Tuesday, August 28, 2012
Season 5 is officially dunzo. And what a wacky, polarizing season it was. The unevenness and odd plot lines caused some once-devoted fans I know to finally quit the show in frustrated exasperation. Hell, I almost stopped watching. Glad I hung in there though, and I'm glad y'all did, too. It's been fun blogging about it, and I'm very grateful to the 3 or 4 of you who have been kind enough to consistently share your thoughts in my comments section. Gracias!
Closing thoughts on the Season 5 Finale... An unforgettable cliffhanger.... Yes, let's talk about the last scene first. Because, wow.
Wow. Beel out-vampired Salome. She didn't smell the silver. You've got to hand it to her for going out with such class: "Lilith chose wisely." As she was retching up blood, inside I was thinking, "Not on that gorgeous rug, Salome!"
Then Eric and Sookie arrive. Is Eric really that loyal to Beel or does he need to see it through in order to make sure Sookie understands he's actually the better vampire for her? Probably a bit of both. It looked like Beel had met the true death, and frankly, I kind of wanted him to after he called Sookie an "abomination," and pulled a shitty "I told you so" by reminding her of what he said when they first met about vampires hurting the ones they love most. Goodbye, Beel! Then something came up out of the puddle of blood... I suspected it would happen but it still shocked me...
Now that was some exquisitely scary schizz. Eric looked positively terrified, which we never see. Yikes!! (I'm hooked! When does Season 6 begin again?)
Alcide finally came around, upon hearing Rikki's testimony about what's being perpetrated on even the very young girls in the pack. Alcide used his Dad's extra special stash of V to become the new packmaster. Wonder who the hell's blood that was?? Apparently, some vampire even older than Russell Edgington. Warlow? Hmm... I detect a future plot line there, pitting Warlow/Weres against Sookie, and Alcide conflicted over which side to take. "Pack first" - there's a slogan I can get behind, but I have a feeling it will be much easier said than done for the Herveaux family. Great scene with Alcide and his dad talking about words vs. deeds.
The Tara/Pam storyline finally arrived at a healthy place for their relationship. Tara wasn't going to even wait one more second for Sookie to open those silver prison bars. And Jessica knew it. ;)
The award for the most camp-tastic scenes of the whole season goes to... Fairy Mirella giving orgasmic, salt-induced birth to quadruplets on the pool table at Merlotte's while Lala, Arlene, and barfly Jane Bodehouse look on, with poor Holly acting as midwife. I love that Mirella left the babies with Andy the "dick," and waltzed the eff out.
Jason bonked his head and now he sees dead people - his late parents, who understandably hate vampires and want him to hate them, too. In theory, his newfound abilities should bring him closer in empathy to Sookie. I've enjoyed their sibling relationship this season.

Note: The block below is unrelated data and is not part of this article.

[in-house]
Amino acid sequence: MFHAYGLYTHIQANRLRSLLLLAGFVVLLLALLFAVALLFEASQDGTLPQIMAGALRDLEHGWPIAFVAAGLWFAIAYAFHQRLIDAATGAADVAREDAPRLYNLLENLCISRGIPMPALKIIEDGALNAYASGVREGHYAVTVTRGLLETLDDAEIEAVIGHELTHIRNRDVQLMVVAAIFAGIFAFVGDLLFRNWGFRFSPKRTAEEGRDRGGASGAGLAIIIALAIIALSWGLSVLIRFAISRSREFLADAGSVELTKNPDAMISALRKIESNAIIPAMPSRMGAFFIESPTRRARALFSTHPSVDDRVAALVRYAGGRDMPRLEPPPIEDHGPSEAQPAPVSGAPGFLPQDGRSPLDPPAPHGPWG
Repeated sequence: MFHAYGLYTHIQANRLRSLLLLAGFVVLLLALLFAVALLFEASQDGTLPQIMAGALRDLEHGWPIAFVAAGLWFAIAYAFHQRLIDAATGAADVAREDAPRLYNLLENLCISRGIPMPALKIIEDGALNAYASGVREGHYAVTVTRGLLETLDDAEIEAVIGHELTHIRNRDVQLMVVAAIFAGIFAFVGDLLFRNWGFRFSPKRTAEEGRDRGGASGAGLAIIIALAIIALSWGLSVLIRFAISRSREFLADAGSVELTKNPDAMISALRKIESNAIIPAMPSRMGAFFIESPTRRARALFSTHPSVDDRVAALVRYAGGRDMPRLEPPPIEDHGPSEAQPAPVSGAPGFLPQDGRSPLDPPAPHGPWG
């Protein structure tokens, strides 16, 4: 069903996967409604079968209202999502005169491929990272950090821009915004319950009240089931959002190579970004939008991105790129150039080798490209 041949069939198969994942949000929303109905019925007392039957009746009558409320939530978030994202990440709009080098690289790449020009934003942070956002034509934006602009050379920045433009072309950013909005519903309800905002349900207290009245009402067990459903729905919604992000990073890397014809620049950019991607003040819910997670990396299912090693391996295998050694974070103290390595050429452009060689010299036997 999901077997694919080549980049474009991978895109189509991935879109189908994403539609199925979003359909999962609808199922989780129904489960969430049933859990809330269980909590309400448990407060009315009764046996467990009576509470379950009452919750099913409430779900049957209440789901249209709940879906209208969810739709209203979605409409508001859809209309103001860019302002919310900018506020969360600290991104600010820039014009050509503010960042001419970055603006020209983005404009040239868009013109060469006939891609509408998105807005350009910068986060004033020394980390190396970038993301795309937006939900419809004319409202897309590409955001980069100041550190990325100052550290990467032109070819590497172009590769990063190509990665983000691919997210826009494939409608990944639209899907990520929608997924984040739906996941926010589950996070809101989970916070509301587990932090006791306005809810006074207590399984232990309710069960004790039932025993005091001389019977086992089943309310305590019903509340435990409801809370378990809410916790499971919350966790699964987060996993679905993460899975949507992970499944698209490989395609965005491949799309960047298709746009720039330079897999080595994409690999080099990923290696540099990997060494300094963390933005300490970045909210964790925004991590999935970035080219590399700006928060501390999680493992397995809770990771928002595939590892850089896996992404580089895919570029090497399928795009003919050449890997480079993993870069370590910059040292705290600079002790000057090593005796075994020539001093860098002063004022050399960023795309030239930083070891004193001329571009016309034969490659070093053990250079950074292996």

Luna skin walking as Steve Newlin on national TV = awesome. Hands down, the best killing of a vampire ever had to be the way Sam offed Chancellor Roslyn. I could not help but think of There Was An Old Lady Who Swallowed a Fly. And we all know what happened to that lady.
And now the first scene last: Eric staked Russell Edgington while he was distracted by the scent of the fae. Felt good. I was sad to see Russell go, before the opening credits even rolled. Damn.
Wednesday, August 22, 2012
Anybody out there? Bueller? You guys still watching True Blood? One episode left, and it looks like the war(s) is/are about to begin.
I'll keep this brief.
I loved the scene with the shit-talking General who 'owns the day' and 'has weapons,' and I loved that Eric killed him for being "a dick." And, of course, to provide an escape route so Eric and Nora could fly off into the night. I guess the tape of Russell and Steve killing all those frat boys has gone viral. Thanks, TB, for an enjoyable sex scene, even though it was brother/sister, it was still long overdue.
Pam's been arrested and taken to Authority HQ for the death of Sheriff Marilyn Manson. She protected Tara from Chancellor Roslyn's wrath - I think that was extremely significant. How's she going to get out of that one now that Eric has left the building?
Alcide and his Dad, the Trailer Park Vampire Slayers - "when we die we turn to goo!" - I personally loved that whole scene, very camp-tastic. Alcide could have left his shirt off. Just a thought.
Andy is Fairy Mirella's babydaddy. Weren't Holly and Arlene were just talking about their men and "loyalty"? Spoke too soon.
The quirky Fairy Elder who lived a very long life right up until she met Sookie, and who dances and references Ke$ha, Boyz II Men, and John Cougar Mellencamp - ugh, I was not a fan. Something was off about the writing of her character, and I just could not suspend my disbelief. I kept thinking "why did the actor and director make the choice to portray her in this odd, unbelievable way?!" Come to think of it, I don't especially love the way any of the fae have looked or acted this season. As I've said before, Claude is not good looking enough. Bah.
Russell Edgington seems pretty unstoppable. The fae appear to be totally defenseless against him now that he can see right through the portal into Fairyland. Maybe Warlow is going to step in when Russell tries to eat Sookie. That, or Eric will fly in.
Beel hitting Jessica during their disagreement was extremely sad and uncomfortable -- religious zealotry and misogyny seem to go hand-in-hand. Jessica being ordered to turn Jason while the vampire guards monitor her, yikes. Beel is not that dumb... of course, Beel could have added an "as your maker, I command you" clause that would have made Jessica actually go through with turning Jason, but he didn't.
Lilith appearing to every Chancellor (except Roslyn?) telling them they're the Chosen One and that they must drink all of her... is that so she can possess one of them and come back into corporeal form? Maybe she is "real" afterall. The bloody handprints on the glass certainly suggest so.
Saturday, August 18, 2012
Hello, my long lost fans of the fang! I wanted to post this recap sooner but my beloved TV-watching and blogging had to take a temporary backseat to work and parenting. You know what I mean. So without further ado...